Juneau was convicted after his motion to suppress was denied. On appeal, Juneau argued that the trial court erred when it denied his motion to suppress the evidence found in the vehicle upon which the K9 alerted. He alleged that there was not enough reasonable suspicion to call the K9 team in and also, if there was sufficient reasonable suspicion, the alert was invalid because the K9 entered the vehicle prior to alerting.

In this case, the trial court concluded that LE’s expansion of the investigatory stop with a K9 sniff was justified by a reasonable, articulable suspicion of drug-related activity. The district court determined that three facts provided the requisite reasonable suspicion: (1) Juneau had been in a high-crime area, (2) he had come to a “rolling” stop, and (3) he had made “furtive movements” towards the center console after stopping. While Juneau complained that these actions could not be considered drug related, the appellate court put great weight on the fact that LE testified, based on his training and experience, that these behaviors did, indeed, provide reasonable suspicion that Juneau was involved in drug trafficking. Therefore, there was reasonable suspicion to extend the traffic stop into a drug investigation.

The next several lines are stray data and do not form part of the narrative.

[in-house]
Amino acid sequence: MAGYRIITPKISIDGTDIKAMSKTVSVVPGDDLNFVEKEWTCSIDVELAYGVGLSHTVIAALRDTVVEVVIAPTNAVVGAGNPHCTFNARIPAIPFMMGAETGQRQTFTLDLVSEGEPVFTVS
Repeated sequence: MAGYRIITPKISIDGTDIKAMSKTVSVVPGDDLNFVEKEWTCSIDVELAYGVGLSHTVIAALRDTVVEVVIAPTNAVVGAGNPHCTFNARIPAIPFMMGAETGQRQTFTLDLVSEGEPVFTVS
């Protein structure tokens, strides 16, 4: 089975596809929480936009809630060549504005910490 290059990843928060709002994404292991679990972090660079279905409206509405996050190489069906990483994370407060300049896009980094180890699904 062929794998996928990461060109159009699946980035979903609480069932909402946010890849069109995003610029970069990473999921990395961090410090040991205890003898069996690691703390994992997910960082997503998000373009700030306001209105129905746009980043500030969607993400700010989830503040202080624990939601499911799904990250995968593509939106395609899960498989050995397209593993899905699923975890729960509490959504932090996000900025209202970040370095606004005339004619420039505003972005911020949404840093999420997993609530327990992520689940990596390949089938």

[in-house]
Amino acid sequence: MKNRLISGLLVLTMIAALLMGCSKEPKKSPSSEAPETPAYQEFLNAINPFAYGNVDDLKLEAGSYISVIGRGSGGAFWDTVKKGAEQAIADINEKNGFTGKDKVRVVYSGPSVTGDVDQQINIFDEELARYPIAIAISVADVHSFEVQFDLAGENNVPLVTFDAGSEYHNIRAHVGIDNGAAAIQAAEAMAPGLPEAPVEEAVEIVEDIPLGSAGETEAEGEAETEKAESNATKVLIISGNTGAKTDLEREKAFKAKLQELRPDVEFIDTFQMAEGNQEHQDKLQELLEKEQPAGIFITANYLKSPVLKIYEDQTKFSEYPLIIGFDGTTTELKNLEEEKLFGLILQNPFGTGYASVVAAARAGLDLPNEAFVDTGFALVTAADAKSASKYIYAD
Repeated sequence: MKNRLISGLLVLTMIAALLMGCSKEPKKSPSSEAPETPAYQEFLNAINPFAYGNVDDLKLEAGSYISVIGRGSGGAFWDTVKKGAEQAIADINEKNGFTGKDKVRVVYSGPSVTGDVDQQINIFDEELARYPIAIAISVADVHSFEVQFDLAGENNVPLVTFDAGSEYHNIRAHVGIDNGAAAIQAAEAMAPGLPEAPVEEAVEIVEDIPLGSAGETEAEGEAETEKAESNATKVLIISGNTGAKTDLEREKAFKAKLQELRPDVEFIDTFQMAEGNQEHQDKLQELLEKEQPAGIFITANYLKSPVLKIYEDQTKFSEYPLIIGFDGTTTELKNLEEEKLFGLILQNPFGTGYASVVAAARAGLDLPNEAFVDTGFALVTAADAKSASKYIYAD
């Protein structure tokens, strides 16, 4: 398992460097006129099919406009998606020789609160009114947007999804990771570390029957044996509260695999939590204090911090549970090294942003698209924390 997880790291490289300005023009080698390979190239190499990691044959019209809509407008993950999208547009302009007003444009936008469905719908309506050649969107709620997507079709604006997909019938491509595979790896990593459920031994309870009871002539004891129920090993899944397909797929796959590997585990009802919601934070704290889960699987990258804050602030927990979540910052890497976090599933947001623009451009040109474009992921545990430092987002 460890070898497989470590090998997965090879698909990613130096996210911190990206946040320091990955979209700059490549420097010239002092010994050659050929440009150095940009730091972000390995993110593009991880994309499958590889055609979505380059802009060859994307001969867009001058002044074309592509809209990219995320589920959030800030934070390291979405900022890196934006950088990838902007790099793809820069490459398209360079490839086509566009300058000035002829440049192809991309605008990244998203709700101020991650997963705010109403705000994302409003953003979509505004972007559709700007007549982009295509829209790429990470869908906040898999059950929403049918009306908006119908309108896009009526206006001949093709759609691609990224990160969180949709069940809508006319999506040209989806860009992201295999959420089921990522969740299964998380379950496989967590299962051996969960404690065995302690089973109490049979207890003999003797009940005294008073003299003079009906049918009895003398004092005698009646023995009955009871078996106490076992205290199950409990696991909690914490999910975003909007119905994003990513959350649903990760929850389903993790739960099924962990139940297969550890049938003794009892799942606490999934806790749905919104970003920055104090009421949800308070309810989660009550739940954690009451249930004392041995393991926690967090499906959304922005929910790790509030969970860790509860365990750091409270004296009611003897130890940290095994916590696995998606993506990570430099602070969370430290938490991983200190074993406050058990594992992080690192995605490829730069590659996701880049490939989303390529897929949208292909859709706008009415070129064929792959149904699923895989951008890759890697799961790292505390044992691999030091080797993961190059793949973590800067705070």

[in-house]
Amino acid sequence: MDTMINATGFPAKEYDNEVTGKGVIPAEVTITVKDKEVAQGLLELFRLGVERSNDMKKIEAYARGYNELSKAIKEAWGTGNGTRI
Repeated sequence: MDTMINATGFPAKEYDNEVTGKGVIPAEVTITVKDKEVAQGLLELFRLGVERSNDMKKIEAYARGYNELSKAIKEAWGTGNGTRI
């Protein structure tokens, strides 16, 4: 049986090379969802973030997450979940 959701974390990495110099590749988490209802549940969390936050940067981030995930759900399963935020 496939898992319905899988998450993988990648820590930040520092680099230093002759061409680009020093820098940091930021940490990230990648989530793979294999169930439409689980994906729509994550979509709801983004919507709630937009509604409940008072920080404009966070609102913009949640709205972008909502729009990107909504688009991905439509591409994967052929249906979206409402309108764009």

Interestingly, Juneau did not raise the issue of whether the K9 entered the vehicle before the alert until this appeal. Because he did not raise it in the trial court, he cannot raise it in the appellate court. The appellate court refused to consider it.

Note: This case highlights how important training and experience really is. You must be able to testify about how extensive your training and experience is and you must be able to apply that training and experience to the case in which you are testifying. This prosecutor did a great job in getting that on the record in this case; it was what saved an iffy drug investigation and turned it into a conviction. Well done.

State v. Haley (Ohio 2022) 2022-Ohio-2188
Traffic Stop; Prolonged Detention